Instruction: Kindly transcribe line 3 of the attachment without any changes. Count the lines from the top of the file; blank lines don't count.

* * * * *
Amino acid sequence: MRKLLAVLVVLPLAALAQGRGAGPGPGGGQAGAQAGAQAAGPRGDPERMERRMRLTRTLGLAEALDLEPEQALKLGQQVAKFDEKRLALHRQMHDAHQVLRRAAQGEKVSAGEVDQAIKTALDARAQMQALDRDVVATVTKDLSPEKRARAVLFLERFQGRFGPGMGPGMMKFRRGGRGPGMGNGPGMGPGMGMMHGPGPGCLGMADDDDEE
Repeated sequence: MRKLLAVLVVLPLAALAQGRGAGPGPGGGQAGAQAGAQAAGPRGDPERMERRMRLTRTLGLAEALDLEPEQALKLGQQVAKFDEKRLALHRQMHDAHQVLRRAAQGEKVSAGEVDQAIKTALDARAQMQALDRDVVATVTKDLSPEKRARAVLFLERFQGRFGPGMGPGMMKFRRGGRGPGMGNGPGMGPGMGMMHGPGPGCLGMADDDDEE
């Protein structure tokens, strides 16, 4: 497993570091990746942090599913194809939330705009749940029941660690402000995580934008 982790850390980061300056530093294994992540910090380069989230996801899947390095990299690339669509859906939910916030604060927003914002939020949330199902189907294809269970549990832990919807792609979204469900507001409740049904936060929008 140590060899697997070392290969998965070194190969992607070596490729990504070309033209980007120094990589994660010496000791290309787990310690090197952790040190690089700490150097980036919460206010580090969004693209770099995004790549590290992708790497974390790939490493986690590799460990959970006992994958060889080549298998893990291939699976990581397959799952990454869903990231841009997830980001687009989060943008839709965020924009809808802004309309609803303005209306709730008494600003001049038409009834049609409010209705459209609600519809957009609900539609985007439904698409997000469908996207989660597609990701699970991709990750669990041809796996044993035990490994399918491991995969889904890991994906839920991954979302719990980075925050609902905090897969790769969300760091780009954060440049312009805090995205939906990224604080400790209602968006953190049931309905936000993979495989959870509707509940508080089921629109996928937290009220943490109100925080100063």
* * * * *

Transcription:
């Protein structure tokens, strides 16, 4: 497993570091990746942090599913194809939330705009749940029941660690402000995580934008 982790850390980061300056530093294994992540910090380069989230996801899947390095990299690339669509859906939910916030604060927003914002939020949330199902189907294809269970549990832990919807792609979204469900507001409740049904936060929008 140590060899697997070392290969998965070194190969992607070596490729990504070309033209980007120094990589994660010496000791290309787990310690090197952790040190690089700490150097980036919460206010580090969004693209770099995004790549590290992708790497974390790939490493986690590799460990959970006992994958060889080549298998893990291939699976990581397959799952990454869903990231841009997830980001687009989060943008839709965020924009809808802004309309609803303005209306709730008494600003001049038409009834049609409010209705459209609600519809957009609900539609985007439904698409997000469908996207989660597609990701699970991709990750669990041809796996044993035990490994399918491991995969889904890991994906839920991954979302719990980075925050609902905090897969790769969300760091780009954060440049312009805090995205939906990224604080400790209602968006953190049931309905936000993979495989959870509707509940508080089921629109996928937290009220943490109100925080100063």